Change without Leadership: How Fearful Leaders Create Failure

Scot Adams hits the nail on the head

Scot Adams hits the nail on the head – again! (Ouch…)

Models, frameworks, restructuring — oh my! Too often, this is leadership a la Wizard of Oz — all bells and whistles and sacrifice by everyone but the leader hiding behind the curtain, all to mask the fact that not enough assessment has been done to facilitate change without creating panic and despair.

Good leaders take three steps before they roll-out a model for developing a process to create a framework:

1. They identify the problem they want to solve, clearly and simply.

2. They assess their company processes and employees to find out how that problem shows up, either explicitly or implicitly.

3. They create a clear vision for change built on that foundation of knowledge.

Then, they adopt or create a model, and roll it out in the community, offering support for the experimentation (not guesswork!) that’s required to make sustainable change.

It all boils down to the four leadership principles I’ve explored before:





That is, embrace the process of leadership, reacting to change by PAYING ATTENTION to what is really going on, before slapping on a training bandaid!

It seems so simple, doesn’t it. Ha! Easier said than done, as CEOs, Department Chairs and trainers will tell you. Because in the end, although actions always speak louder than words, the proof of a strong leadership action is in a solid foundation of preparation.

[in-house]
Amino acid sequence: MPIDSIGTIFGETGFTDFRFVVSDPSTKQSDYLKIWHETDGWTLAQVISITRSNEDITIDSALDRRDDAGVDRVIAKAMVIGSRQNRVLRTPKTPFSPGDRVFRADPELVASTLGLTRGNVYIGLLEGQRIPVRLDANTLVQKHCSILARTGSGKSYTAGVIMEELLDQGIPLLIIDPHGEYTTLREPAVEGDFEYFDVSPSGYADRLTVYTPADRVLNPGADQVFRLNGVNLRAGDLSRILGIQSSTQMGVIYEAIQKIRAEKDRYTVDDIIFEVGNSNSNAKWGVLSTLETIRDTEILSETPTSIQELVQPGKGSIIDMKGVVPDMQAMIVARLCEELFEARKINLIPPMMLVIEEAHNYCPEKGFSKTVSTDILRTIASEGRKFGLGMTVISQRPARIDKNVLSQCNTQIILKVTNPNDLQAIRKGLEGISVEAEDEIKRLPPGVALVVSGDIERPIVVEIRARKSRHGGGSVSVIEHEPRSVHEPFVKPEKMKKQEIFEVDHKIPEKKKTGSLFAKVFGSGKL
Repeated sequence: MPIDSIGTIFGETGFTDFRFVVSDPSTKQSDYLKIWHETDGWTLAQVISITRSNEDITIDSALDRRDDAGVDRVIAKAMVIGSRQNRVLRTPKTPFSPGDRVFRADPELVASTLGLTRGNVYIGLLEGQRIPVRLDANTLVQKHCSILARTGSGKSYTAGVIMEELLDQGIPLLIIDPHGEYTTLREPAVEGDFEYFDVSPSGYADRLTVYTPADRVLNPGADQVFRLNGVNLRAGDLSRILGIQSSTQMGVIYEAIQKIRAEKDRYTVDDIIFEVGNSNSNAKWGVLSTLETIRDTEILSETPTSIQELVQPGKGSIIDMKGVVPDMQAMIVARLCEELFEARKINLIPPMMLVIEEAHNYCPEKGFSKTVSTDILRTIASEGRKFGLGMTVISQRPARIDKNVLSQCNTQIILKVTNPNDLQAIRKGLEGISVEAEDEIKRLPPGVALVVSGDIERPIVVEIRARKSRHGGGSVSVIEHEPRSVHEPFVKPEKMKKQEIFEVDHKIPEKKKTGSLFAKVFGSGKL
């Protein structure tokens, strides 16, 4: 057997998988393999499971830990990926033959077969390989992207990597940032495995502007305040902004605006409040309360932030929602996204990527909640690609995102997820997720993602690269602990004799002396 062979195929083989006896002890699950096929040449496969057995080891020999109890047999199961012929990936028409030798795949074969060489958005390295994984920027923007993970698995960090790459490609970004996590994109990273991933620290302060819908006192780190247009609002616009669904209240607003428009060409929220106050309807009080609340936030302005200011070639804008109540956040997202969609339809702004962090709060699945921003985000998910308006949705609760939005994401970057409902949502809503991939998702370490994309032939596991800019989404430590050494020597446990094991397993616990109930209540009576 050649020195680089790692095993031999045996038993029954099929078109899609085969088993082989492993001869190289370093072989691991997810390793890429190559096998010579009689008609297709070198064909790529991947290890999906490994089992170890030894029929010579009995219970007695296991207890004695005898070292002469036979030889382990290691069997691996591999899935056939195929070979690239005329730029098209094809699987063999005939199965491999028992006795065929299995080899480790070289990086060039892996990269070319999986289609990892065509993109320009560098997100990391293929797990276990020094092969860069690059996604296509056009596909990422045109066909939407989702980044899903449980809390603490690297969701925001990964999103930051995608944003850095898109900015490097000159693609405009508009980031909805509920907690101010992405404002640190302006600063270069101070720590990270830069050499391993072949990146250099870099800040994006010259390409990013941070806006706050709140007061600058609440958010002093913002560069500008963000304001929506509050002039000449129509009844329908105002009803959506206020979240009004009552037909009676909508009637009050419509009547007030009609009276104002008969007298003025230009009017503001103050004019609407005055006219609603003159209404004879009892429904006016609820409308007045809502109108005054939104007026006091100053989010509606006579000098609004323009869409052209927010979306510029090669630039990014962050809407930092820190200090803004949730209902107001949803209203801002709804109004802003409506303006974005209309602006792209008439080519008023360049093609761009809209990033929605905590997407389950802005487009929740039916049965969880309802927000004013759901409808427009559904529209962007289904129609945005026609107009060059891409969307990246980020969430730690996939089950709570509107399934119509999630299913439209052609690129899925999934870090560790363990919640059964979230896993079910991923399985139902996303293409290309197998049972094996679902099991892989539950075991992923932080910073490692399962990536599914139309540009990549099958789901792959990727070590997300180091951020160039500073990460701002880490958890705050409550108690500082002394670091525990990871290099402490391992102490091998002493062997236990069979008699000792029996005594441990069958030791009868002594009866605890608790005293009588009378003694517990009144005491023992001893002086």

1. […] can find a way to weave in a better story instead of applying shock therapy to a other leadersʻ fearful refusal to speak about what must be spoken. Tags: Bring your soul to work, cashing reality checks, lead, […]


  2. […] Doss argues that trust, diversity and risk are products of leadership not systems. They are values and relationships that make organizational stakeholders reach for innovation. Rather than clinging to systems analysis and trying to transform the cogs of a set machine, Doss believes leadership with these values builds innovation that, through good leadership, builds systems that work for healthy change. […]


  3. […] especially those of us devoted to larger values, bigger visions, needs to offer these strategies. Change is hard, deep change harder.  Change triggers meltdowns and breakthroughs, each with its own emotional challenges. A good leader […]


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